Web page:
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Dressing a Wolf in Sheep’s Clothing: Toward Understanding the Composition of the Life of Alexander Nevskii

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The Life of Alexander Nevskii is written in two styles: a hagiographic style and a secular style. Scholarly views are divided over whether the Life was written by one person in two different styles or by two persons, either a hagiographic writer and secular editor or a secular writer and hagiographic editor. The present article hypothesizes that the Life was probably written initially in a secular style as a military tale (the “wolf”) in the second half of the thirteenth century. This military tale was the foundational layer for the subsequent writing of the Life. Some time later, probably in the second half of the fourteenth century (before 1377), an ecclesiastical redactor edited the text of the military tale adding phrases in a hagiographic style (the “sheep’s clothing”), thus creating a chronicle tale about the life of Alexander Nevskii. In the second half of the fifteenth century, a further editing took place as anti-Tatar interpolations were added, thus creating the First Redaction of the Life of Alexander Nevskii. Following a text critical analysis, this article reconstructs the First Redaction of the Life, in which the two styles are delineated. Then the article provides a translation into English of the hypothetical version of the non-extant military tale about Alexander Nevskii.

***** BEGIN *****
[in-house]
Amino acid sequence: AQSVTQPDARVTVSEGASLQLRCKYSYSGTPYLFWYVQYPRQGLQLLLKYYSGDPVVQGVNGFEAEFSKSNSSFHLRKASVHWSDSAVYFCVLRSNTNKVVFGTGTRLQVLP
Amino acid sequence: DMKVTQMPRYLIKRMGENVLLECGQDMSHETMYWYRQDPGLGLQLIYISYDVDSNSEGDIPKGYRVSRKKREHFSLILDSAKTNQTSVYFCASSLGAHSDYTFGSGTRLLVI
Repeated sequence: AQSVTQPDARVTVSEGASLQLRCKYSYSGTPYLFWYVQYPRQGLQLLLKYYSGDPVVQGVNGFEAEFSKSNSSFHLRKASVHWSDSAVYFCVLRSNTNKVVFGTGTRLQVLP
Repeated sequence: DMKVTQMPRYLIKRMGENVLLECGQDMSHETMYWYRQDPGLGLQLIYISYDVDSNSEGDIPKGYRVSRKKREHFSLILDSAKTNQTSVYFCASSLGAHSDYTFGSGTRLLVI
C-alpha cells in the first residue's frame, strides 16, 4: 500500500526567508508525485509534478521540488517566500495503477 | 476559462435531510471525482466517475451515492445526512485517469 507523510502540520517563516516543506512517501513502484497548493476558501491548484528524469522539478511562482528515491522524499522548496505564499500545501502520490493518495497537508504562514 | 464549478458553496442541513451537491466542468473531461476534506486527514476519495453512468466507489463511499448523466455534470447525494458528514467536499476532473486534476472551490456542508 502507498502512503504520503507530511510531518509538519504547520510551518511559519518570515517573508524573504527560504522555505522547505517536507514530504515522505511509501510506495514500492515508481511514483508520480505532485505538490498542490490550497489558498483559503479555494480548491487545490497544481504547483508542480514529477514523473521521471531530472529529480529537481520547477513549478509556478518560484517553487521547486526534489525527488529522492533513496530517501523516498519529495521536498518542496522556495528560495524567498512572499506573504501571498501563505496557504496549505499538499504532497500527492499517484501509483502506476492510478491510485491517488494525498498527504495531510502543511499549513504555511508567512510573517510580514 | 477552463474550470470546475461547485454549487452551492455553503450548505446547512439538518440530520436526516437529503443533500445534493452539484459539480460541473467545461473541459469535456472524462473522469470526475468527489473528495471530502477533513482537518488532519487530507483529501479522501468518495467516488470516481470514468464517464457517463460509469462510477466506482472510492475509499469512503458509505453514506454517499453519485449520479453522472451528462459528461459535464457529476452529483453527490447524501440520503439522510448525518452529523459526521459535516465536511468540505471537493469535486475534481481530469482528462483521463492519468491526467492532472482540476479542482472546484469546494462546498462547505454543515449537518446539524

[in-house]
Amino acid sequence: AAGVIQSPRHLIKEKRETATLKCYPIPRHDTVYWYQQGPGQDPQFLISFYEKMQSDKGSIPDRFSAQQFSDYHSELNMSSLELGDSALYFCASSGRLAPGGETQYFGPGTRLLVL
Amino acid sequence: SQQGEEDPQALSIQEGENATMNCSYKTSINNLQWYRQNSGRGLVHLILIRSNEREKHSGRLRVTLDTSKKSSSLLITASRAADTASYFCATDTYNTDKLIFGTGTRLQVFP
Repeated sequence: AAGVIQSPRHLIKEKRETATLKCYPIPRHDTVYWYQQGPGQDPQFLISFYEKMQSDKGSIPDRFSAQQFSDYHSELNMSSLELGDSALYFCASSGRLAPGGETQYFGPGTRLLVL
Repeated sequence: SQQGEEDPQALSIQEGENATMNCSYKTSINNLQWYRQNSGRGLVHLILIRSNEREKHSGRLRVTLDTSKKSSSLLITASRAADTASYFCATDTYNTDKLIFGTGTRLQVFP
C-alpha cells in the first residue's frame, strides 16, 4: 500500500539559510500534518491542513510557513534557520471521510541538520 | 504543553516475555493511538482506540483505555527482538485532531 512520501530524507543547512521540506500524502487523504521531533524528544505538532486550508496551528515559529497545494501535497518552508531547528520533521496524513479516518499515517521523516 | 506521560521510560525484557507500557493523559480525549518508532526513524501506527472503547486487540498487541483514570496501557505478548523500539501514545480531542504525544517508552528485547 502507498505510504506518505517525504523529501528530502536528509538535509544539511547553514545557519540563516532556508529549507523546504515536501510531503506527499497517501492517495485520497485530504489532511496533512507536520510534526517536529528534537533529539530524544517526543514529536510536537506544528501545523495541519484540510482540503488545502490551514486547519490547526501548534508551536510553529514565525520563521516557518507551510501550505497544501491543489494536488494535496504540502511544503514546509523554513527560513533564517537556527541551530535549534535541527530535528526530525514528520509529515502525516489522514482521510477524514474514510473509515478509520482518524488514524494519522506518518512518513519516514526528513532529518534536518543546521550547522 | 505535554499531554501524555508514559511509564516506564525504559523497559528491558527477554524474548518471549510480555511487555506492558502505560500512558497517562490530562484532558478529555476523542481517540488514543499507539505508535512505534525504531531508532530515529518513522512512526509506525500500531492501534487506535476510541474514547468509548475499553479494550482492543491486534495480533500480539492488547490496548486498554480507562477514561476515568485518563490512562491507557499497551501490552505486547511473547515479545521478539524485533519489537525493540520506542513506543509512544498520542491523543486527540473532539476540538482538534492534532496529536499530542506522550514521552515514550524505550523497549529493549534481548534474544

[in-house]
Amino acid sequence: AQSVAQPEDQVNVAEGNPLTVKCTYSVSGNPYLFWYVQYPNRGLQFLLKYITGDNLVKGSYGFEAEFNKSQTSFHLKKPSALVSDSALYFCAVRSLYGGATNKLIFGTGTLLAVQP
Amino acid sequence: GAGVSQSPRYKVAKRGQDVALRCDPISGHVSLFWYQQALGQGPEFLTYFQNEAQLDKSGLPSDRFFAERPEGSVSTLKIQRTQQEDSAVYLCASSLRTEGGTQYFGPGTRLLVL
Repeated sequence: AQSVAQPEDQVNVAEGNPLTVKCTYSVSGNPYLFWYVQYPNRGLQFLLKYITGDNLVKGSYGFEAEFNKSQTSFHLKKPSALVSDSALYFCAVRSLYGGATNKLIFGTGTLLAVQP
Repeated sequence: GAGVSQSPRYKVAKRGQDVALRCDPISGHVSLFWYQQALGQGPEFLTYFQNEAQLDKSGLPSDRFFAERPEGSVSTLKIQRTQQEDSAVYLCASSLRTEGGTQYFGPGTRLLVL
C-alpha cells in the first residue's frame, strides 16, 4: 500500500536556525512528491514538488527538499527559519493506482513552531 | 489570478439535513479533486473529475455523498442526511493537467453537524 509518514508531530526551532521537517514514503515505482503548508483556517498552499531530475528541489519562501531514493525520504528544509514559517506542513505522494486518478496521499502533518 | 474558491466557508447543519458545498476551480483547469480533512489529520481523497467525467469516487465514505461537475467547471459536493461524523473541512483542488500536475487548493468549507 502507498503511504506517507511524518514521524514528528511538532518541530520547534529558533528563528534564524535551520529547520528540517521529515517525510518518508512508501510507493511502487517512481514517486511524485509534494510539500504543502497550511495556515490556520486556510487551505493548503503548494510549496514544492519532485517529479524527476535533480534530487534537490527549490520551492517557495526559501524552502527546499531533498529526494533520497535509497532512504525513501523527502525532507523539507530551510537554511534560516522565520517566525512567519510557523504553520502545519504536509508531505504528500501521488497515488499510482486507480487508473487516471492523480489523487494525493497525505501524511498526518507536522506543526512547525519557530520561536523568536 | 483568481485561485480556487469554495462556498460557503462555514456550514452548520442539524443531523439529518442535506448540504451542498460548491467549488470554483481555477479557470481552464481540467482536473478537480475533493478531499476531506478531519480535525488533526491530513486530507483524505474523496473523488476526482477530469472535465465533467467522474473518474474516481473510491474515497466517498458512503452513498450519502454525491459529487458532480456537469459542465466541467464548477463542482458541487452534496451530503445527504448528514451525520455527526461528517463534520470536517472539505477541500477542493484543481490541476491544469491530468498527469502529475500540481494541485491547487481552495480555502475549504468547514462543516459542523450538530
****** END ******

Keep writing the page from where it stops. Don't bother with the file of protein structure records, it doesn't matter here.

Affiliations: 1: Harvard University Extension School,


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